OOP Basics - Difference between extension and instance on a constructor?

Hello all,

I start to see often two approaches that I’m not yet capable of seen the difference.

Let’s say we have two classes.

Class A (super class) and Class B

What is the difference between having something like:


class A 
{
 //stuff
}

class B extends class A
{
//stuff
}

And:


Class A
{
//stuff
}


require ("classA.php");
Class B 
{
  private $_instanceOfA;
  public function __construct() 
  {
    $this->_instanceOfA = new A();
  }
}

I’m asking this because, it seems, at a first sight, that, both ways, allow us to access all classA properties and methods on Class B object instantiation, and I can’t see any other difference on those.

Isn’t this assumption correct?

Thanks,
Márcio

That should be something positive for sure. :slight_smile:

cup: One… oh… one day… We will talk in a way that I could understand all your answers. :wink:

K. Regards
Márcio

I quite simply meant that you have to browse through a good bookshop’s OOP section trying to find the Book which “speaks” to you in a language you both like, enjoy and understand, and be prepared to look at books whose examples are all written in Java or even C#.

It’s a critical decision.

@oikram Reminds me very much of sentiments I held too. Sounds as if you have yet to find the right book. :wink:

If you’re still having problems understanding OOP in PHP, I’d recommend taking a look at Practical PHP Programming (available free online: http://www.tuxradar.com/practicalphp/6/0/0).

While it’s not the world’s best OOP book, it does lay concepts like these out in a way that’s simple to understand and uses concise PHP code to explain the points. I know it helped me when getting started.

I could have sworn someone told me that when you extend a class, it does what you have in option 2 there behind the scenes. Making this question pretty much moot.

Finally!!
After almost a year hearing/reading about “Cars” and “Animals” and “Bicycles”, I can now compare some code to those big basic oop concepts and study them more properly.

Thanks a lot Jake Arkinstall !

You’re comparing Inheritance with Composition.

Basically, they are capable of similar things but have certain benefits.

With Inheritance, the class has certain default methods which you may choose to override if you want to. By default, an empty class extending another shares the same methods and properties, though only has access to protected and public. Inheritance, however, is limited to a single class because a class can only extend one parent class.

With Composition, you can have many objects inside. They don’t need to be of a certain class type - they can be other classes which inherit or extend the base interface/object. This gives you more flexibility. However, the methods obviously aren’t given so you have to implement them yourself. With composition, you’re limited to only accessing public properties and methods.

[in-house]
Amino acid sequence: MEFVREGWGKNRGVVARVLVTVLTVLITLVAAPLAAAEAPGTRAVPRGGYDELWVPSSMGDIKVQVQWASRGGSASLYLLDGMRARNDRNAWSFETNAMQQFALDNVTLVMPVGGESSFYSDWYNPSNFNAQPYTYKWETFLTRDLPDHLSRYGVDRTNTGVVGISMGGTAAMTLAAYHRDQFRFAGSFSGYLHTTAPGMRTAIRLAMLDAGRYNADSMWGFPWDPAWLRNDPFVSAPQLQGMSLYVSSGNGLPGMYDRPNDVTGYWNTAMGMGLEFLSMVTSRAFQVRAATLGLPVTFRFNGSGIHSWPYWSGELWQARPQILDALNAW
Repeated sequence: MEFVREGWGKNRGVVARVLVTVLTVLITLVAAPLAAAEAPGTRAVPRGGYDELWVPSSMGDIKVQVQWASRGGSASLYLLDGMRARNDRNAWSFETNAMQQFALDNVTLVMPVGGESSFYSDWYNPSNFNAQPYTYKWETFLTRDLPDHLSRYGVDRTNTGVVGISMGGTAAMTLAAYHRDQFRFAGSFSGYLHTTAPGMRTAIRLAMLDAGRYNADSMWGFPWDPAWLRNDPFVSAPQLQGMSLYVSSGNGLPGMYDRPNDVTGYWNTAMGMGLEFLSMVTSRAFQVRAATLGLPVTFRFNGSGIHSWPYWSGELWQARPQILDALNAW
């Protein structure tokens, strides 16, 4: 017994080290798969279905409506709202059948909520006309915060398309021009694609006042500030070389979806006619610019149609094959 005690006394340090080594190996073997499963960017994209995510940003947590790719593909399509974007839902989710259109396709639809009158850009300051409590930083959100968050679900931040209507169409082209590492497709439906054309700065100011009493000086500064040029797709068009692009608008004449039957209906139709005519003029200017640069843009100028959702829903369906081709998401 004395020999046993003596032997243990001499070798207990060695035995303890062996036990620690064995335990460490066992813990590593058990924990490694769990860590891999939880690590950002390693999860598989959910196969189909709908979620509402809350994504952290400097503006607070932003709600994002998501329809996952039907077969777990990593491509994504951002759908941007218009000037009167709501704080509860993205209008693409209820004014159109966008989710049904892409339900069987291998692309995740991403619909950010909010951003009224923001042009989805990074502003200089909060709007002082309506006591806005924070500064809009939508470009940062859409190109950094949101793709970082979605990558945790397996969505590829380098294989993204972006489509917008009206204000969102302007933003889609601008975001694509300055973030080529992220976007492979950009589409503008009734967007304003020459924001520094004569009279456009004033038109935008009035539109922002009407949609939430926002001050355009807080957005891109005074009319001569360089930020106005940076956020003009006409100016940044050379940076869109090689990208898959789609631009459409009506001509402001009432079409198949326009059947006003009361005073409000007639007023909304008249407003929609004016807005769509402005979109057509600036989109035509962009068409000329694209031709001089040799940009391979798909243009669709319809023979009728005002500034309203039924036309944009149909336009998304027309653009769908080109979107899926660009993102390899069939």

Personally I prefer composition in a circumstance when both are viable. That’s simply because it offers greater flexibility.

I think It’s mostly suggested to favor composition over inheritance from what I read, and I personally prefer.

Pretend you have a page handler, and that will use a lot of things you want to re-use in other objects it’s a good idea to do it this way:


#
# our parent class
#
class PageHandler{

  public function __construct()
  {
    $this->DB = new Database();
    $this->Session = new Session();
    $this->View = new View();
  } 

  public function Checksomething()
  {
    // Every page load could be required to check something, like a valid session
  }
}

#
# a child class
#
class AboutMe extends PageHandler{

  public function __construct()
  {
    parent::__construct(); // This gives us all the parents goodies like $this->DB, etc
  }

  public function GetPageData()
  {
    return $this->DB->Query("SELECT * FROM AboutMe");
  }

}

#
# a child class
#
class PrivateBio extends PageHandler{

  public function __construct()
  {
    parent::__construct();
  }

  public function GetPageData()
  {
    if ($this->Session->type == 'admin')
    return $this->DB->Query("SELECT * FROM PrivateBio ");
    else
    return 'Only admin can be here';
  }

}

Why would someone have all these different classes? Because you could setup your URL’s to load aboutme.php launches the aboutme class (and the parent also), and privatebio.php launches privatebio. Then you have an easy re-usable base for all your pages that will share a lot of the needed features.

It might be a kind of cheezy example but that’s a little better than bicycles I hope, haha I read a lot about those too.